The Fall 2017 Anime Preview Guide Juni Taisen: Zodiac War
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Jūni Taisen: Zodiac War ?
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How was the first episode?
When I was a kid, my primary means of discovering anime was perusing my local library's generously stocked DVD shelves, voraciously devouring as many titles as I could. Being in many ways a stereotypical young teenage boy, I tended to gravitate toward the dark, gritty, ultraviolent material, shows that satisfied my puberty-addled desire to fill my TV screen with as much gore and nudity as possible. (GANTZ and Elfen Lied were an early favorites of mine.) So imagine my joy when I watched the premiere of Jūni Taisen: Zodiac War and found myself reveling in a joyously trashy paean to the unabashed schlock that defined anime in my youth.
Bloody Battle Royale anime are already a guilty pleasure of mine, and Jūni Taisen makes it even easier to enjoy by being heavily stylized and lushly animated. Studio Graphinica and series director Naoto Hosoda are doing some excellent work, opting for a more rough-hewn, sketchy style that I think works really well with the over-the-top source material. You can definitely see Hosoda's background working on Future Diary here, though Jūni Taisen owns its mix of camp and grimdark seriousness in a way Future Diary never did. The character designs are appropriately bizarre, seeing as every warrior fighting in this tournament represents an animal from the Chinese Zodiac, though they manage not to be distracting or detrimental to the show's tone. The psychotic Rabbit already looks to be a fan favorite, and it's easy to see why - this kind of gleefully manic murderer is the perfect contrast to super serious killers like the Boar.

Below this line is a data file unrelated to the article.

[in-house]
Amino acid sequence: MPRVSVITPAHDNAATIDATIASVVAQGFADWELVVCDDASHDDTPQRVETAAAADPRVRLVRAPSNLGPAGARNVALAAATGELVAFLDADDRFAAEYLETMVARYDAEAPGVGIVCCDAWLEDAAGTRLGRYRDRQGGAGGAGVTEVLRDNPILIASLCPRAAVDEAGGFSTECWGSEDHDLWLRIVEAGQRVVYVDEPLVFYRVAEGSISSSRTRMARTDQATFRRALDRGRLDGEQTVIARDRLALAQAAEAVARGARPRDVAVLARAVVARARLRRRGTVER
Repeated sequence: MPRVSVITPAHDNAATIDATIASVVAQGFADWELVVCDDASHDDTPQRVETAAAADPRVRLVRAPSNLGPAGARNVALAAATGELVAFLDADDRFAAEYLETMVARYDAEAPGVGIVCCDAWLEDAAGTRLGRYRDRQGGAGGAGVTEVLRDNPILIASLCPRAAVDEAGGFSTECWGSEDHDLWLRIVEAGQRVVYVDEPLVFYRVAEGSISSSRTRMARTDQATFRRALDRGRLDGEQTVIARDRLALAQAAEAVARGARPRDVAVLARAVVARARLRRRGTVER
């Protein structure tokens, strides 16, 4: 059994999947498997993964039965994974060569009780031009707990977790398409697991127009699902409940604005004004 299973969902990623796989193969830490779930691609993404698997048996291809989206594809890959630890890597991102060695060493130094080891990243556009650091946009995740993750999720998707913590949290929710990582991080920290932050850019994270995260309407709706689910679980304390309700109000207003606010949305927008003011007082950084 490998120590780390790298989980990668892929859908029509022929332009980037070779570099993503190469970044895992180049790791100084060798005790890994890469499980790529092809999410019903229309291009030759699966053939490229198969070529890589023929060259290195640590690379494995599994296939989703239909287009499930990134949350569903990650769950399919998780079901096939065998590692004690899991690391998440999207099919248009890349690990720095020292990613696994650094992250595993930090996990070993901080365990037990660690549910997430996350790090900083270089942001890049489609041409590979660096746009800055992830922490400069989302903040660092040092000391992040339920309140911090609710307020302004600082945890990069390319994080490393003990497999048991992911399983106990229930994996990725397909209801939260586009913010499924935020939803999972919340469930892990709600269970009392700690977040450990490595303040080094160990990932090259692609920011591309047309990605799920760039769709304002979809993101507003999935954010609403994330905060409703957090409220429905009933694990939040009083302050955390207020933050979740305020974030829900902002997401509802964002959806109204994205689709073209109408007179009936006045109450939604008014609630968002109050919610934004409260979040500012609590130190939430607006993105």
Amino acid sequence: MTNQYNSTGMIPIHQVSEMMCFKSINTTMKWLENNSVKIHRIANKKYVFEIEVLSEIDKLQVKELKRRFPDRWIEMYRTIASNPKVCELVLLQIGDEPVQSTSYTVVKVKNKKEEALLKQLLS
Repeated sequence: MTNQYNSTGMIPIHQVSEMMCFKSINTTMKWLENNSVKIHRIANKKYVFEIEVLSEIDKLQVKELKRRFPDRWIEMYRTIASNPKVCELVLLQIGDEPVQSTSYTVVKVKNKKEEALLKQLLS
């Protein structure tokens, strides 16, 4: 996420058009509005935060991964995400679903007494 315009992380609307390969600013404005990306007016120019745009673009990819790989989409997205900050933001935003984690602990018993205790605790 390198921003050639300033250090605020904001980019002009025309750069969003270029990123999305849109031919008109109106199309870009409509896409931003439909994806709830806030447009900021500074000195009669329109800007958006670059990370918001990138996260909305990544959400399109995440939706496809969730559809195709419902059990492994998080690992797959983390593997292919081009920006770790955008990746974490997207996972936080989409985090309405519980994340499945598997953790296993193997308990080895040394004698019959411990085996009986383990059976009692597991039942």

Speaking of our ostensible lead, her characterization is the only real sticking point I have with this premiere. Not the character herself, per se; the relentless psychological manipulation she used to break her younger sister was entertaining. Rather, my issues lie with how the Boar's voice ran over nearly every single scene in the episode. There were plenty of times where the dialogue or action alone would have served the story just fine, but the Boar constantly interrupts the action with her incessant quips and questioning. I'm not sure whether or not this is a holdover from Nisio Isin's original light novel, but by the end of the episode, I was quite sick of hearing the Boar's every thought detailed. Hopefully this is a bad habit the scripts drop in future episodes.
That one blemish isn't enough to ruin the overall fun factor of this episode, though. It's the most fun premiere I've seen this season, the one show so far that I'm looking forward to seeing more of. To paraphrase my wife's reaction after finishing the episode, this is what would happen if Fruits Basket and Future Diary had a baby that was raised on '90s OVAs. If that sounds as fun to you as it does to me, do yourself a favor and give Jūni Taisen a shot.
SimulDub Preview: Funimation has also begun releasing their English version of Jūni Taisen, and with veteran Vic Mignogna serving as ADR Director, I'm glad to report that the English adaptation seems to be in good hands. While every one of the Zodiac fighters gets their brief introductions in this premiere, the episode really belongs to Stephanie Young, who does an excellent job channeling the Boar's sardonic femme-fatale cruelty. Another key player would be Jad Saxton as the Boar's younger sister Kiyoko, and she does equally admirable work with the character's brief but memorable role in the Boar's rise to her place in the Jūni Taisen. We also can't forget Rabbit, whose psychopathic glee for slaughter has made him an unsurprising fan-favorite; Jerry Jewell rounds out the solid performances with a fun and menacing rendition of the character that's certain to spice up any of Rabbit's future appearances. With a solid script and a mix that handles the show's constantly overlapping dialogue as best it can, Jūni Taisen seems to have the kind of solid, faithful adaptation that will win over plenty of new fans in the coming season.